Is it Legal to Drive When Using Medical Marijuana?

Thanks to the recent legalization of medical marijuana, many Florida residents have finally found the relief they need for conditions like seizures, glaucoma, nausea, migraines, and more.

Unlike CBD, which is the extract of the non-psychoactive component of cannabis for medical use, medical marijuana is the whole, unprocessed marijuana plant used to treat symptoms of illness and disease. This means that medical marijuana does cause the psychoactive effects associated with the “high” of THC.

So is it legal to drive when using medical marijuana? Here is what you need to know before you get your first medical marijuana card from your doctor.

Driving When Using Medical Marijuana Is Illegal.

Just like it’s illegal to drive under the influence of drugs and alcohol, it is illegal to drive while using medical marijuana. Many people who use medical marijuana assume it’s legal to drive while using since it’s a legal substance, but Florida and other states still consider it illegal to use this substance while driving.

They cite research that found a direct relationship between the concentration of THC in a person’s blood and impaired driving ability. It’s possible that marijuana causes slowed reaction times and other effects that could make driving more dangerous.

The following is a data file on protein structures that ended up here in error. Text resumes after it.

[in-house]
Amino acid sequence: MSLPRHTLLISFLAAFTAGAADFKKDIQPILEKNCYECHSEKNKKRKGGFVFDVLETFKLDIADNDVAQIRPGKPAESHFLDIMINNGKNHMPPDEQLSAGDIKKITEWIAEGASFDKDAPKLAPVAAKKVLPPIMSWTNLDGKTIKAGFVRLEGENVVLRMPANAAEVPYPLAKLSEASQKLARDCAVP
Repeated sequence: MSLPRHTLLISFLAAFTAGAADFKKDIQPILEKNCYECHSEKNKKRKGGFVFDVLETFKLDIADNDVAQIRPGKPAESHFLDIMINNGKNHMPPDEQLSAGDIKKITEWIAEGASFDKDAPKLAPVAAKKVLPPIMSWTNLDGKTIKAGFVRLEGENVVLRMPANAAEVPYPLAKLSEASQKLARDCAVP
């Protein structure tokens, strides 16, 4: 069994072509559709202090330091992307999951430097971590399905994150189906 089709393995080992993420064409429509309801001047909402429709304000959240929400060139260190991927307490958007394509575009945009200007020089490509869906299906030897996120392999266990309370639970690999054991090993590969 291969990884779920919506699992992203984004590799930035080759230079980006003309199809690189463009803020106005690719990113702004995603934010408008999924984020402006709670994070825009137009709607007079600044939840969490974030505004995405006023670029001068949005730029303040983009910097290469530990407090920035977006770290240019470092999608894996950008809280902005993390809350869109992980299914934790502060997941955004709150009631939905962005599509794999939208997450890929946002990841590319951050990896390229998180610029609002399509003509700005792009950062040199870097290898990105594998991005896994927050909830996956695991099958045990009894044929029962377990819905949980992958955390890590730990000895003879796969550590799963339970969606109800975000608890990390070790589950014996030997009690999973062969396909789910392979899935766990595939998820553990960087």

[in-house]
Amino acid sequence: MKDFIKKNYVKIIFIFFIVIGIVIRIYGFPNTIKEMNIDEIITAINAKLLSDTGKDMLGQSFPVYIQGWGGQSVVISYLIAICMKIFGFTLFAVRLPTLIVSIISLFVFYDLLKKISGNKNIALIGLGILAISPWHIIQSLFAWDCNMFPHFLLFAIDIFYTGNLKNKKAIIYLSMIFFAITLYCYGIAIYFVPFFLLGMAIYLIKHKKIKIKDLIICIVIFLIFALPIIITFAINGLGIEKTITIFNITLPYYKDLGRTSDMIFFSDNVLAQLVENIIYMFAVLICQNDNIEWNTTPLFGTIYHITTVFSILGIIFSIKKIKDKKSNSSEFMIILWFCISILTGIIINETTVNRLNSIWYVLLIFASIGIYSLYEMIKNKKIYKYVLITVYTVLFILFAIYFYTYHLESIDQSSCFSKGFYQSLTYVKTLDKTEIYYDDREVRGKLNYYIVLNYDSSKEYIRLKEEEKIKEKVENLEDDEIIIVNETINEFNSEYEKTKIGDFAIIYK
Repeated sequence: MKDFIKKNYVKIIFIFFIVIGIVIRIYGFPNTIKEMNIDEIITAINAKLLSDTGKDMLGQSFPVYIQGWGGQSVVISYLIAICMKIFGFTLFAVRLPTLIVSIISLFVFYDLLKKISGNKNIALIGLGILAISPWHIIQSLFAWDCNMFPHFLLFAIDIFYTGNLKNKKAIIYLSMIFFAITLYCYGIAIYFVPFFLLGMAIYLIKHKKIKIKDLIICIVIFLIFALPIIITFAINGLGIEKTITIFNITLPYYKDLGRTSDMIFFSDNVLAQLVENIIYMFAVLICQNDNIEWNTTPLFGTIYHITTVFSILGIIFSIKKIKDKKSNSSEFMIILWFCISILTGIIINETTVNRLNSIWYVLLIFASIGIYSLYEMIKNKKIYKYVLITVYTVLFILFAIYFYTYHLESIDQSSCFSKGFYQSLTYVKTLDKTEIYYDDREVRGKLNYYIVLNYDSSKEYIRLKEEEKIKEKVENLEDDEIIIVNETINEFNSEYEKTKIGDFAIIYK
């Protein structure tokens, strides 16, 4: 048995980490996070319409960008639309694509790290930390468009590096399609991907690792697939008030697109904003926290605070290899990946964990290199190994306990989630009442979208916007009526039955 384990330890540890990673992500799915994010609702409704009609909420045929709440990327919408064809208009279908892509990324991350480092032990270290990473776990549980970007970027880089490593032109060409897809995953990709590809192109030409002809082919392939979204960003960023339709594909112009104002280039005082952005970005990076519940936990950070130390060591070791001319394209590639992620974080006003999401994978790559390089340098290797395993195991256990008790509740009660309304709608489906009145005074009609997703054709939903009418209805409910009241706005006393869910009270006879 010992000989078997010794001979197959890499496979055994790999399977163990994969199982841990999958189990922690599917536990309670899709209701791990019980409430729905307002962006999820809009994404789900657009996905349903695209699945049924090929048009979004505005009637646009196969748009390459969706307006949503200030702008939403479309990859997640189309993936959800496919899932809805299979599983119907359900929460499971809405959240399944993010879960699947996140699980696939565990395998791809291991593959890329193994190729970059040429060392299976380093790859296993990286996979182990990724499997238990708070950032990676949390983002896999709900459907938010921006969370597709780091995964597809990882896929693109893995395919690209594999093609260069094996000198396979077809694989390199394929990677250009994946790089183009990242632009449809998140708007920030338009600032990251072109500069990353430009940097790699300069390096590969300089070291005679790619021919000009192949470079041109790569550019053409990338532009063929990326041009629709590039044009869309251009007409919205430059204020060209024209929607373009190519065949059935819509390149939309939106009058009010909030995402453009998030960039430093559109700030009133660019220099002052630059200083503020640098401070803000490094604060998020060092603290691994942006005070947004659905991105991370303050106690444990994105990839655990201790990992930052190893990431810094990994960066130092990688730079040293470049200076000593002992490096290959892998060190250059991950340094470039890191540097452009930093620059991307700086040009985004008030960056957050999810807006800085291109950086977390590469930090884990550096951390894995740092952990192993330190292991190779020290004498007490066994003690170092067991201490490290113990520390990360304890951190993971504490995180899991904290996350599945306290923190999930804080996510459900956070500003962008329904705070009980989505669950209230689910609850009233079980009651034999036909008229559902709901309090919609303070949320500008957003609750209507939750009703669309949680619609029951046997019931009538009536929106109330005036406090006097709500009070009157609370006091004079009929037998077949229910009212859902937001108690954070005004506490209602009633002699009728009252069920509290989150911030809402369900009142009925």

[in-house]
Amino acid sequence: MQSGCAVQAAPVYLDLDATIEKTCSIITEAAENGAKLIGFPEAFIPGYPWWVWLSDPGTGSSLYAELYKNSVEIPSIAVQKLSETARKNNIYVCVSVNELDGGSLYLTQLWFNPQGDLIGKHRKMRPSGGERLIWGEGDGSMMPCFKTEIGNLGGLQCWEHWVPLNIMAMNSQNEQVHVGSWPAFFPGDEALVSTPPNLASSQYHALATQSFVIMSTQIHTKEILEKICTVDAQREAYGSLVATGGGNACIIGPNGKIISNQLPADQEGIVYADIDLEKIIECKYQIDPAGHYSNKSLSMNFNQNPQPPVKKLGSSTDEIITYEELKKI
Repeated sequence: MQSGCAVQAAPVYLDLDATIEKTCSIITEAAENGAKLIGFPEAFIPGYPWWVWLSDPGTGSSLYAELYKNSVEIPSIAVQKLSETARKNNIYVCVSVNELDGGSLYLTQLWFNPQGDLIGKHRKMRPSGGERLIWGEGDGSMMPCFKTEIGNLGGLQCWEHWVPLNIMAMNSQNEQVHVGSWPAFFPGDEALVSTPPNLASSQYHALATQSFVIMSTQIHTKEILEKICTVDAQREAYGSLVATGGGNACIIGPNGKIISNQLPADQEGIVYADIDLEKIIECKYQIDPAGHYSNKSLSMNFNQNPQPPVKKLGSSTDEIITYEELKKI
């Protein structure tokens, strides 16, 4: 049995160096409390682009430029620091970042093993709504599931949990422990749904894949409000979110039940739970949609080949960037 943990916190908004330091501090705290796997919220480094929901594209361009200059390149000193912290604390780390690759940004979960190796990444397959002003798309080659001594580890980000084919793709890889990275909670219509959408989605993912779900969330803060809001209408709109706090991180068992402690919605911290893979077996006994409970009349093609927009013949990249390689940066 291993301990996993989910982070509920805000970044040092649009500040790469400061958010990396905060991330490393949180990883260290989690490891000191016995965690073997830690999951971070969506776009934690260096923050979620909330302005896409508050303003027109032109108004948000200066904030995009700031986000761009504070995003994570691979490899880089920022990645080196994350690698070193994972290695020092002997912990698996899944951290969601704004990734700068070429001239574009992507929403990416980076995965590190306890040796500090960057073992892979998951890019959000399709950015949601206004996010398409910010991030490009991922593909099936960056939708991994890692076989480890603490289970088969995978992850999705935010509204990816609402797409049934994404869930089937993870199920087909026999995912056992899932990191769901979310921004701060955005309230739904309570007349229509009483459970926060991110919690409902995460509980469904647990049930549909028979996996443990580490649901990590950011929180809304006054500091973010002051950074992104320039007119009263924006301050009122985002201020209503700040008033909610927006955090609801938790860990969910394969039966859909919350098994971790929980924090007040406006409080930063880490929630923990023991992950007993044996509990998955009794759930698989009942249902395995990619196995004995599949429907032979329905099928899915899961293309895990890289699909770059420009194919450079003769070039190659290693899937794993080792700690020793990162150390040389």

If you are pulled over and charged with driving under the influence of medical marijuana, you could receive a DUI and penalties ranging from fines to arrest.

How Is Driving Under the Influence of Marijuana Measured?

However, it’s still difficult for police to determine how much medical marijuana you have used at the time that you’re pulled over. There’s currently no breathalyzer for marijuana, though many companies are actively working on developing a THC breathalyzer.

Traditional field sobriety tests are also too unreliable to use for medical marijuana. According to the National Highway Traffic Safety Association, “It is difficult to establish a relationship between a person’s THC blood or plasma concentration and performance-impairing effects.”

Some states use blood or urine tests to determine the level of THC impairment on a range from 1 to 5 nanograms, but Florida does not use this system. The state of Florida believes that the level of THC in the blood or urine can’t be directly correlated to driving impairment since marijuana remains in the body far longer than the impairment lasts.

If you’re pulled over and suspected of driving under the influence of marijuana, police may do one of the following:

  • Require a breathalyzer and conclude marijuana use if you still seem impaired
  • Use the smell of marijuana lingering in the car as cause for arrest
  • Search the car for physical signs of marijuana

The Bottom Line

Florida has made great strides by achieving the legalization of medical marijuana for legitimate health needs, but that doesn’t change driving laws. Be sure to use medical marijuana safely and wisely to avoid trouble.